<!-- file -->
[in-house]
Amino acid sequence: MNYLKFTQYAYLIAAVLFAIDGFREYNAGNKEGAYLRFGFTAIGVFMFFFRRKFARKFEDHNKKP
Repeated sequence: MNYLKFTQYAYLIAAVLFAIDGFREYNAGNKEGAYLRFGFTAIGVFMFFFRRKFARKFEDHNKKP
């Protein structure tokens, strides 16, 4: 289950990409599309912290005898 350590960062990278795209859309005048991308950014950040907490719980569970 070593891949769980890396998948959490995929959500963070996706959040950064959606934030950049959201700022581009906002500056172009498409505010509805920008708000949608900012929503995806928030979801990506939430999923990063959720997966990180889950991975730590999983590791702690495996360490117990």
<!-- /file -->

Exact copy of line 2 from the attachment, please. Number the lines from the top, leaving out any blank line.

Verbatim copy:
Amino acid sequence: MNYLKFTQYAYLIAAVLFAIDGFREYNAGNKEGAYLRFGFTAIGVFMFFFRRKFARKFEDHNKKP